Love the Skin You’re In

The holidays are often a time replete with social gatherings and parties where people tend to congregate around the kitchen and indulge in favorite holiday treats.  Pumpkin pie, eggnog, peppermint bark –things we wait all year to enjoy!  So naturally, this time of year is also often overrun by news segments, articles, and blog posts about how to make the holidays healthy or how to shed those holiday pounds.  I am certainly in favor of health, and that includes mental health!  So, to counter the incessant nagging about how to achieve what the media has deemed “the perfect body,” I’d like to focus on body positivity and body neutrality.


Body positivity is the idea that all bodies – regardless of size, shape, skin tone, gender presentation, and physical ability – are worthy of acceptance, and that all people are deserving of a positive body image.  Body positivity has its roots in the fat acceptance movement of the 1960s, in which people whose bodies were largely marginalized began a social justice movement to fight against anti-fat bias and fat phobia.  Thanks to social media and influencer culture, the body positivity movement reemerged in its current form about a decade ago.  It continues to promote self-love and encourages people to challenge the media’s depiction of our cultural beauty standards, which typically portrays people (and women in particular) as thin, toned, tall, youthful, symmetrical, and effortlessly flawless.  With the rise of social media and the ubiquitous use of filters and airbrushing, there has been growing documentation about the negative impact this has on mental health.  Comparing oneself to an unreal, idealized version of what a person “should” look like has left our youth feeling depressed, self-conscious, and never quite good enough.  They spend hours doing makeup, researching the latest diet fads and workout routines, and editing photos in order to appear “perfect” and desirable.  Body positivity rejects these beauty standards.  Rather, it promotes the mindset of loving our bodies as-is, no matter how they look.  It also pushes us to re-examine our relationship with food, clothing, and exercise.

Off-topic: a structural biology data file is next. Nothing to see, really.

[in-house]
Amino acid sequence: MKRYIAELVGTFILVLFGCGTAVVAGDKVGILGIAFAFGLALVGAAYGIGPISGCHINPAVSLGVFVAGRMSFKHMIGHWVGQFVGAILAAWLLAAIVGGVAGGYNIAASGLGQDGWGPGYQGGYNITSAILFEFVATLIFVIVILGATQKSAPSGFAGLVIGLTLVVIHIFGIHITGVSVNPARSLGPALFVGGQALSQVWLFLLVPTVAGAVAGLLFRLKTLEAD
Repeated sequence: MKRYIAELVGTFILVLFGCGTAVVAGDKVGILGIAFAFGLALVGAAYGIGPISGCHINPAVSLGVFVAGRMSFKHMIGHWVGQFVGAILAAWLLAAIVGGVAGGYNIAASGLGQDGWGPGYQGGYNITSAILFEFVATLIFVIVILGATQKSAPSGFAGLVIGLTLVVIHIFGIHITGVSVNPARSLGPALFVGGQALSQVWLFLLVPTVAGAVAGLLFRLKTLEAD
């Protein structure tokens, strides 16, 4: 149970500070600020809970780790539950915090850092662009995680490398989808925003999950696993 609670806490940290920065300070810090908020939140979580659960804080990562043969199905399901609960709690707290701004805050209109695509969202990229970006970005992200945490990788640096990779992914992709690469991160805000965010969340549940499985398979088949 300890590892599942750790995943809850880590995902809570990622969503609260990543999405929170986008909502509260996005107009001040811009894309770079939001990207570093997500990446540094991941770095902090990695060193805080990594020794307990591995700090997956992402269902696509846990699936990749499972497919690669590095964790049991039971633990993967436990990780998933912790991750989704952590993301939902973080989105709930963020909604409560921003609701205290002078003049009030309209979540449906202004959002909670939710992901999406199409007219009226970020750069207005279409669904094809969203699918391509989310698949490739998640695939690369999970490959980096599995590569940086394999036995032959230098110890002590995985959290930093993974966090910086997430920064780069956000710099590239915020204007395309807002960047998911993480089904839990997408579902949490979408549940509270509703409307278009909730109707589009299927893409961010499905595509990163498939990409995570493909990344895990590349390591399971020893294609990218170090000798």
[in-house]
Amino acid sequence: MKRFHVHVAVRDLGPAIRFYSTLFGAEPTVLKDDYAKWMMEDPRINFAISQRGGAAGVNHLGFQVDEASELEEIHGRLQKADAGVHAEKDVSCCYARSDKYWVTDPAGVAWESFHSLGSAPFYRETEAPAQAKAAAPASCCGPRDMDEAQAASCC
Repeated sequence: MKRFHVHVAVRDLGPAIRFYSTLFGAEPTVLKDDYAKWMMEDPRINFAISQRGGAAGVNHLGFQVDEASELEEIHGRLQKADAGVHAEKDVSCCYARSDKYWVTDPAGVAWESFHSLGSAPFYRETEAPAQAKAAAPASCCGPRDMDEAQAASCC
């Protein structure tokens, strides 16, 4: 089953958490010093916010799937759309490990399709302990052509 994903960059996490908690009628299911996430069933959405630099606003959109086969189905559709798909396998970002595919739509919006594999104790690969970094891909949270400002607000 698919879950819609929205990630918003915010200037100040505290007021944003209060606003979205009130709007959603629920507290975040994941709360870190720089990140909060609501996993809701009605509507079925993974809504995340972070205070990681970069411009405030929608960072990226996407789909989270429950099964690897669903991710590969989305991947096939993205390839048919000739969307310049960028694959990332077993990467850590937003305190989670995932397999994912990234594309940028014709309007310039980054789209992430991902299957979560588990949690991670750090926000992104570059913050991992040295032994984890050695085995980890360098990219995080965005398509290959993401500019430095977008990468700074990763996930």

For some people, the term “body positivity” has started to sour.  Some feel that the term has been co-opted by various corporations and brands as a way to make money and sell products while still only focusing on a certain subset of bodies that are deemed beautiful (e.g., fat bodies sans hair and cellulite in an hourglass shape).  Others have taken issue with the movement because of its focus on appearance, whatever it may be.  Therefore, a newer off-shoot of this movement was formed known as body neutrality.  Not only does body neutrality promote taking a neutral stance toward one’s body (which may feel more palatable for people who previously harbored very negative views about their bodies), but more importantly, it places the focus on the functions of the body, rather than how it looks.  It allows people to appreciate what their body can do for them, regardless of whether or not they have been able to cultivate a feeling of love for how it looks.  Body neutrality encourages people to marvel at the human body’s ability to do things both big and small, ordinary and extraordinary, such as smell a flower, peel a banana, walk up a flight of stairs, hug a loved one, run a marathon, and give birth to a baby.


Your body will accompany you for your entire life; it is your permanent travel companion.  Whether you adopt a body positive and/or body neutral stance, I urge you to make friends with it.


Ashley Kaplan, Psy.D.

Licensed Clinical Psychologist